- Proper reconstitution of the vaccine and handling and disposal of reconstituted vaccine.
- Challenges associated with the childs age. Measles vaccine is given later than most childhood vaccines. Older children squirm more during immunization. By this stage, the mother has resumed her normal duties and may not have as much time to bring the child to the clinic. And because older children eat supplementary food, they are at increased risk of diarrhoeal disease. Mothers are less likely to bring a sick child for immunization.
- Make sure policies are clear about how health workers should deal with multi-dose vials. A number of health workers told us that they are not willing to open a twenty-dose vial for just a few children.
- Help staff to promote the value of measles immunization, and to understand the dangers associated with the disease and its complications.
Injection safety issues
- Anticipate confusion related to "unusual" packaging. When provided in bulk, AD syringes are sometimes packaged without an individual plastic wrapper and without a packaging expiry date printed on each unit (the manufacturing date is printed on the box holding the bulk syringes). This is confusing to health workers accustomed to individually packaged disposable syringes they have been taught that unopened wrappers suggest that the syringe inside is sterile. While the new AD syringes are sterile (they are adequately protected by plastic sheaths over the needle and the plunger), people in the field need to be reassured that this is true.
- Dont underestimate the difficulty of some "mundane" tasks. Experience over the last few months has demonstrated that some of the disposal boxes delivered with AD syringes are a bit tricky to assemble. Anyone can learn to do it, but it requires a little coaching and practice.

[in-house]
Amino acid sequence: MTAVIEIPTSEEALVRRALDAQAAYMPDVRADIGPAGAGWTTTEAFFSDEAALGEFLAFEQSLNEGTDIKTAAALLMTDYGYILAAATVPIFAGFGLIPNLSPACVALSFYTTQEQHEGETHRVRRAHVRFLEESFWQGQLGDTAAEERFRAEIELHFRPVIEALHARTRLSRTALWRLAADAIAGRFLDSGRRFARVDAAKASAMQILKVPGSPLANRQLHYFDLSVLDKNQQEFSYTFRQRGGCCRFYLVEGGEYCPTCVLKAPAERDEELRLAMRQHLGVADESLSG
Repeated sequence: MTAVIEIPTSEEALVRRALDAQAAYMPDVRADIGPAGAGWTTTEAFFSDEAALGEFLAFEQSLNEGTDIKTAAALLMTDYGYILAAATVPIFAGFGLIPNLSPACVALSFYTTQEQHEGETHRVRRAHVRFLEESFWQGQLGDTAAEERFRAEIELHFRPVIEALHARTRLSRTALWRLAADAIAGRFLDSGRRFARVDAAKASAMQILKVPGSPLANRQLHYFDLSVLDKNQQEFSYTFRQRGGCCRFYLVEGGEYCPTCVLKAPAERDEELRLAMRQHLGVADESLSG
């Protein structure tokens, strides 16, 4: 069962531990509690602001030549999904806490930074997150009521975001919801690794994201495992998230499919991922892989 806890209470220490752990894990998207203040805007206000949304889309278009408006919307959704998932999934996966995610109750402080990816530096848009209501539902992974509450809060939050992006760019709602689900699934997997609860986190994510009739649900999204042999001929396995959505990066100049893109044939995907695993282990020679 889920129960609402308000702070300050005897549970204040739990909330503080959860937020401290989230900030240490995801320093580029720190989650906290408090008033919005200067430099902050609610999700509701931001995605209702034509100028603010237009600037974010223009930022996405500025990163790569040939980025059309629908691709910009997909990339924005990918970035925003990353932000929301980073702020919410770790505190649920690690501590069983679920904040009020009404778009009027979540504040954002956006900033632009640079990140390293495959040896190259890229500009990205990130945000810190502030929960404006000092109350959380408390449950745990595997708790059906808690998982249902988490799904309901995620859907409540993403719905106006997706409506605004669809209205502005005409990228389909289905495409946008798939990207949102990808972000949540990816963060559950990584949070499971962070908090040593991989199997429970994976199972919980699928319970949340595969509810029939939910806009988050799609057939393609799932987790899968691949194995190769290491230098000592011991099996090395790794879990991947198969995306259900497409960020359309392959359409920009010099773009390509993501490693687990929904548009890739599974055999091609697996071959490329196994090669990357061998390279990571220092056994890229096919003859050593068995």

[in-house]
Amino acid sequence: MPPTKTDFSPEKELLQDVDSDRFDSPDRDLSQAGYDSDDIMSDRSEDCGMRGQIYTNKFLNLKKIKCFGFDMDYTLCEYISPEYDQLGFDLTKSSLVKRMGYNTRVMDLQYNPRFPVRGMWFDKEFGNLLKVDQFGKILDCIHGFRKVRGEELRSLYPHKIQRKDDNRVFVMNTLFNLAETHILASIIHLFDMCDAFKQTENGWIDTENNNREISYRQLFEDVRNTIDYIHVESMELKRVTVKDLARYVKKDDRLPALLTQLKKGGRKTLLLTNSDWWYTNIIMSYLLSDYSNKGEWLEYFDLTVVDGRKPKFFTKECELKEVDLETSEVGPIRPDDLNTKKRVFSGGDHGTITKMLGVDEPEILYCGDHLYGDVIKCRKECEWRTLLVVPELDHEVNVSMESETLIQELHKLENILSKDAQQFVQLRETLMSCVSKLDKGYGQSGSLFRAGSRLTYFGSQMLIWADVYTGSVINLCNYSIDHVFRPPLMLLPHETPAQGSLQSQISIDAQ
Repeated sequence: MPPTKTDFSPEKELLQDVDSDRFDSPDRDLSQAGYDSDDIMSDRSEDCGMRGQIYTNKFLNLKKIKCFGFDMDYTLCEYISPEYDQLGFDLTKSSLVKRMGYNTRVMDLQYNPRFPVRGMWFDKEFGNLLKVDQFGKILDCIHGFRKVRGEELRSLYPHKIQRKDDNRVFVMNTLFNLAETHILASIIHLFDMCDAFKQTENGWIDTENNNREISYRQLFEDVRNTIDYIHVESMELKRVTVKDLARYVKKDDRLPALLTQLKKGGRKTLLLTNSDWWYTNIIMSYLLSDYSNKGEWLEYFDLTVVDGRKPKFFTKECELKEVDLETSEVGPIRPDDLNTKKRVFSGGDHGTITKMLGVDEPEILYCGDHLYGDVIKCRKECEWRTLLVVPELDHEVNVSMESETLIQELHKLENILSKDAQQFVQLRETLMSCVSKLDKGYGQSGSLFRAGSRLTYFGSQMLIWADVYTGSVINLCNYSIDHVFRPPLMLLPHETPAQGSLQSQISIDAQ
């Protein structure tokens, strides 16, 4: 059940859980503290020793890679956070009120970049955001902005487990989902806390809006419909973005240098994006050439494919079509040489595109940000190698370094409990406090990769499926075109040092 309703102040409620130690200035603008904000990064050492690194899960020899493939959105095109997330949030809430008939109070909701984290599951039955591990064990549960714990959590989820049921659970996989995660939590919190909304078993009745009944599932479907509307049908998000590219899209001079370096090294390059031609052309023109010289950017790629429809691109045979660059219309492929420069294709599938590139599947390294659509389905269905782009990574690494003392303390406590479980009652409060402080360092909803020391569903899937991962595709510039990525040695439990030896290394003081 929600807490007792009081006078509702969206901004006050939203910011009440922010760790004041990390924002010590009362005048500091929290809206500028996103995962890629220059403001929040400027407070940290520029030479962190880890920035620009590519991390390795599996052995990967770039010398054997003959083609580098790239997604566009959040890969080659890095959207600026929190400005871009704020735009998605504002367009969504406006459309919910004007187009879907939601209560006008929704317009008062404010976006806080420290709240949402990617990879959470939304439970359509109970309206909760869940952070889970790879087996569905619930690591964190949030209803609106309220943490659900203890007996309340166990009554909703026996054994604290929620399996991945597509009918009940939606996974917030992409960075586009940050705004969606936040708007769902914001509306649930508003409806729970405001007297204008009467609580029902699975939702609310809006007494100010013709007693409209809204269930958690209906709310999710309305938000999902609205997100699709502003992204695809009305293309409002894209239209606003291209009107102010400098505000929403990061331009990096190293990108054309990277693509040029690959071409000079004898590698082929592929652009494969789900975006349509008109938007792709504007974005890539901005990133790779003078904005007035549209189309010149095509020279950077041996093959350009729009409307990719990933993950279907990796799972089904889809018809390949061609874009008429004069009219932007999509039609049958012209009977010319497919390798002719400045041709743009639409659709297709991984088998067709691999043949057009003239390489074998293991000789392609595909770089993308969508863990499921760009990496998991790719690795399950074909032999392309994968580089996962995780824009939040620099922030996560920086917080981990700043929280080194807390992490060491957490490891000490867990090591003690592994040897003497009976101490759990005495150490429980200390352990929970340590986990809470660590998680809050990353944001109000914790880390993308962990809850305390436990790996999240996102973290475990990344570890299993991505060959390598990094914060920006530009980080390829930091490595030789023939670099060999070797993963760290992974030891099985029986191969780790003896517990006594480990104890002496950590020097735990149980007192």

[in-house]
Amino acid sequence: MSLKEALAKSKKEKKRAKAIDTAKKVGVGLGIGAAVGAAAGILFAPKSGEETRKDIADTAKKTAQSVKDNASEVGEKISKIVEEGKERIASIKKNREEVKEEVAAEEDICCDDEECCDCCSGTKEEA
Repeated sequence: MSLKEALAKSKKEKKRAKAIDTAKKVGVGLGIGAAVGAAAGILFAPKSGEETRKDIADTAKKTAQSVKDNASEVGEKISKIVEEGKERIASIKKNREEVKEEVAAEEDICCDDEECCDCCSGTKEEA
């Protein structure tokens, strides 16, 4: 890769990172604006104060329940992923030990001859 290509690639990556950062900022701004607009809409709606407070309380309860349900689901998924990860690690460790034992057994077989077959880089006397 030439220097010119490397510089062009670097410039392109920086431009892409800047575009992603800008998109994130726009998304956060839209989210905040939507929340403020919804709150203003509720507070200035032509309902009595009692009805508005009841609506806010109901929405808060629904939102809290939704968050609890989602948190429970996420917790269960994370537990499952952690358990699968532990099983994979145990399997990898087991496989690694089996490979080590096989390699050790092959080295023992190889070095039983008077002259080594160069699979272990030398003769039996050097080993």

- Clearly communicate realistic procedures for handling and disposal of filled safety boxes.
- Finally, BCG immunizations are particularly difficult to administer. Extra time should be allocated to practising intra-dermal injection technique.
The prospect of training thousands of health workers, their managers, and others can be daunting, but improving staff skills and knowledge is one of the best investments we can make. It is especially important to meet this need when we have such a tantalizing goal: making sure that all children have access to the vaccines they need. Training becomes more crucial than ever in the era of GAVI.
Scott Wittet is Director for Advocacy, Communication, and Training for the Bill and Melinda Gates Childrens Vaccine Program at PATH
References and notes
1. Bhattarai and Wittet, "Perceptions about Injections and Private Sector Injection Practices in Nepal" (2000) and "Rapid Assessment of Perceptions, Knowledge, and Practices Related to Immunization Injection Safety in Nepal" (2001) are both available on the web here
2. A further note about the need for support from managers: you may wish to organize trainings for these staff prior to those for vaccinators. In that way you can deal with questions and concerns ahead of time and get a better response when calling for vaccinator trainees later on.
3. See Immunization Focus March 2001 , for more on this topic.
Immunization Focus October 2001 - Contents